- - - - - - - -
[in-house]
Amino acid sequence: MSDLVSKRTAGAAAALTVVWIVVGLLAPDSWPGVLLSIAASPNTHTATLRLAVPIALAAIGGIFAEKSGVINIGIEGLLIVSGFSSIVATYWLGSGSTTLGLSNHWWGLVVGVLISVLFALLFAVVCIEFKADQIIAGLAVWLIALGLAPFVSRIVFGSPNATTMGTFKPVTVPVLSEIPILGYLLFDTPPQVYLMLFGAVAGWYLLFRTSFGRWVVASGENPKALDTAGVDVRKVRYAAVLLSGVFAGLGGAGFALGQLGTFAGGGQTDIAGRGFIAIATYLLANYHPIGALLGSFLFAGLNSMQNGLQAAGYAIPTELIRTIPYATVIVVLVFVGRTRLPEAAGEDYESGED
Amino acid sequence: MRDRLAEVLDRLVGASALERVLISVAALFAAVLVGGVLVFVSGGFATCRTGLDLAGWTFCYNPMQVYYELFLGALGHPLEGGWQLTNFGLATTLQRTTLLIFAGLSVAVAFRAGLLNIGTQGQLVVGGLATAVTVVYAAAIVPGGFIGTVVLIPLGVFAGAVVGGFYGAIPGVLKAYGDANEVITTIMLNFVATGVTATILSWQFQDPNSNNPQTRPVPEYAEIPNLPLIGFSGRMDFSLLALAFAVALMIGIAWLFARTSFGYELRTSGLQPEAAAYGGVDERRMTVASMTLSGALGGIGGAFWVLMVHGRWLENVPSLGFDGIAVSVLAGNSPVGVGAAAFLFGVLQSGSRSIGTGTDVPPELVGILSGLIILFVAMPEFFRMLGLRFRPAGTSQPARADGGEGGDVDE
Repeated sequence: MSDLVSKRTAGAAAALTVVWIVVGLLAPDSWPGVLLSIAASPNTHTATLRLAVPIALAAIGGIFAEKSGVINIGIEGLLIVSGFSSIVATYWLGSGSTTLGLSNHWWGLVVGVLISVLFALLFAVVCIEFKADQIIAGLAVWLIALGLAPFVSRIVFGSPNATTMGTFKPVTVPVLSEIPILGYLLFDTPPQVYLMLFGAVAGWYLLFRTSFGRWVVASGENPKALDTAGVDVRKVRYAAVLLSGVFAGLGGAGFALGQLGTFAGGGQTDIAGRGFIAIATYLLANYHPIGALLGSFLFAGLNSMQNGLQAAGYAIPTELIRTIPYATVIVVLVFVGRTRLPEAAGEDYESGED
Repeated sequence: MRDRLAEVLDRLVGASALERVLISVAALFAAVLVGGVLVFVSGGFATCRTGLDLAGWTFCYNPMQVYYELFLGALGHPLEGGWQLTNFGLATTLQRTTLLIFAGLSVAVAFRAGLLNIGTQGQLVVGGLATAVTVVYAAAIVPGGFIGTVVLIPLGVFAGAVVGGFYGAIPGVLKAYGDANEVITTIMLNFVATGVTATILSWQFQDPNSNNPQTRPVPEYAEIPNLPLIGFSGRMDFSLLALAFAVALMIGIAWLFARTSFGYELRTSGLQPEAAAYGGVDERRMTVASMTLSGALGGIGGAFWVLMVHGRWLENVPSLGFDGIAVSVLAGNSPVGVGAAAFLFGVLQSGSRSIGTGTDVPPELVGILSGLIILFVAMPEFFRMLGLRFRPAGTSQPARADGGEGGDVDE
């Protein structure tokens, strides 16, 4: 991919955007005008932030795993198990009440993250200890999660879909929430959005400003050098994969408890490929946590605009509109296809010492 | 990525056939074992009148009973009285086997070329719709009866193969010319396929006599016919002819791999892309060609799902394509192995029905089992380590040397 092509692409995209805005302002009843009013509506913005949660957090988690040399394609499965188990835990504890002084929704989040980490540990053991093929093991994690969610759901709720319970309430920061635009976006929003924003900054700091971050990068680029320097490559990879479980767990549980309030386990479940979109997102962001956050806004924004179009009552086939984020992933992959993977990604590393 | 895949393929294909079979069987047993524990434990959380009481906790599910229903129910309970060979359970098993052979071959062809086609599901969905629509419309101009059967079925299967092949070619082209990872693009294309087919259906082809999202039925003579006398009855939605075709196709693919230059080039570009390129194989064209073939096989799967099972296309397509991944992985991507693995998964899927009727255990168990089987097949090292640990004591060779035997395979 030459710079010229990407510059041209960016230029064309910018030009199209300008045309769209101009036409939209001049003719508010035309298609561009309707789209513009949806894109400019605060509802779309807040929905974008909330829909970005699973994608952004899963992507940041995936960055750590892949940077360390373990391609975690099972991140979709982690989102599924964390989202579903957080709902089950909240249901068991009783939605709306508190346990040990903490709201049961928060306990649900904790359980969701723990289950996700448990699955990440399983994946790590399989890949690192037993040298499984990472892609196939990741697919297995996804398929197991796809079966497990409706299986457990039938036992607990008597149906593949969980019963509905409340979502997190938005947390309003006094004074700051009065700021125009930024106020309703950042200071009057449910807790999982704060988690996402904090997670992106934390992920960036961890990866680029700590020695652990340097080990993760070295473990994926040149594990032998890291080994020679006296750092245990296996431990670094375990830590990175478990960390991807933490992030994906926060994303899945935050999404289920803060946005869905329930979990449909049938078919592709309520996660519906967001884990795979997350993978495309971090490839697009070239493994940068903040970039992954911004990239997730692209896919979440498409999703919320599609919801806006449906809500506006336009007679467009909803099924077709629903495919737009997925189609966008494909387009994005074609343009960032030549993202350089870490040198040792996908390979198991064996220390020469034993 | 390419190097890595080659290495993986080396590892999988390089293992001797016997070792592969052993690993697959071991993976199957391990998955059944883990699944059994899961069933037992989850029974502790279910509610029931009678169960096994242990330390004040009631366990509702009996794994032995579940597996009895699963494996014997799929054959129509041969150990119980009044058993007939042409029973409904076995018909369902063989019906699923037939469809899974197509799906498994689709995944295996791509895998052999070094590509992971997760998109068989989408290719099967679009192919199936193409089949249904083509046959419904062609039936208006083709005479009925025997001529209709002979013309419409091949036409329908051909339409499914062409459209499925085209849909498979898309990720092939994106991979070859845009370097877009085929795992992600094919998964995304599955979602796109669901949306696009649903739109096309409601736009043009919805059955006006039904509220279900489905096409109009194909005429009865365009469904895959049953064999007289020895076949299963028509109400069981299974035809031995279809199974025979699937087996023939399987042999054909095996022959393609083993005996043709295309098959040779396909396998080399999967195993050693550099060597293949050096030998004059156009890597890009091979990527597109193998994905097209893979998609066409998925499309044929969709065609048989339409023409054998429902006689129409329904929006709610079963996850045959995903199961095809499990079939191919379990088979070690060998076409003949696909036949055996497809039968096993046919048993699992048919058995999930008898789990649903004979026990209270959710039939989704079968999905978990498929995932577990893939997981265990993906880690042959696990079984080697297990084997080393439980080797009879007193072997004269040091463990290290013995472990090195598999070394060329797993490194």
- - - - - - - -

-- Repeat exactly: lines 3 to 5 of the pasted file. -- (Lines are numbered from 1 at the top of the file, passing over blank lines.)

Amino acid sequence: MRDRLAEVLDRLVGASALERVLISVAALFAAVLVGGVLVFVSGGFATCRTGLDLAGWTFCYNPMQVYYELFLGALGHPLEGGWQLTNFGLATTLQRTTLLIFAGLSVAVAFRAGLLNIGTQGQLVVGGLATAVTVVYAAAIVPGGFIGTVVLIPLGVFAGAVVGGFYGAIPGVLKAYGDANEVITTIMLNFVATGVTATILSWQFQDPNSNNPQTRPVPEYAEIPNLPLIGFSGRMDFSLLALAFAVALMIGIAWLFARTSFGYELRTSGLQPEAAAYGGVDERRMTVASMTLSGALGGIGGAFWVLMVHGRWLENVPSLGFDGIAVSVLAGNSPVGVGAAAFLFGVLQSGSRSIGTGTDVPPELVGILSGLIILFVAMPEFFRMLGLRFRPAGTSQPARADGGEGGDVDE
Repeated sequence: MSDLVSKRTAGAAAALTVVWIVVGLLAPDSWPGVLLSIAASPNTHTATLRLAVPIALAAIGGIFAEKSGVINIGIEGLLIVSGFSSIVATYWLGSGSTTLGLSNHWWGLVVGVLISVLFALLFAVVCIEFKADQIIAGLAVWLIALGLAPFVSRIVFGSPNATTMGTFKPVTVPVLSEIPILGYLLFDTPPQVYLMLFGAVAGWYLLFRTSFGRWVVASGENPKALDTAGVDVRKVRYAAVLLSGVFAGLGGAGFALGQLGTFAGGGQTDIAGRGFIAIATYLLANYHPIGALLGSFLFAGLNSMQNGLQAAGYAIPTELIRTIPYATVIVVLVFVGRTRLPEAAGEDYESGED
Repeated sequence: MRDRLAEVLDRLVGASALERVLISVAALFAAVLVGGVLVFVSGGFATCRTGLDLAGWTFCYNPMQVYYELFLGALGHPLEGGWQLTNFGLATTLQRTTLLIFAGLSVAVAFRAGLLNIGTQGQLVVGGLATAVTVVYAAAIVPGGFIGTVVLIPLGVFAGAVVGGFYGAIPGVLKAYGDANEVITTIMLNFVATGVTATILSWQFQDPNSNNPQTRPVPEYAEIPNLPLIGFSGRMDFSLLALAFAVALMIGIAWLFARTSFGYELRTSGLQPEAAAYGGVDERRMTVASMTLSGALGGIGGAFWVLMVHGRWLENVPSLGFDGIAVSVLAGNSPVGVGAAAFLFGVLQSGSRSIGTGTDVPPELVGILSGLIILFVAMPEFFRMLGLRFRPAGTSQPARADGGEGGDVDE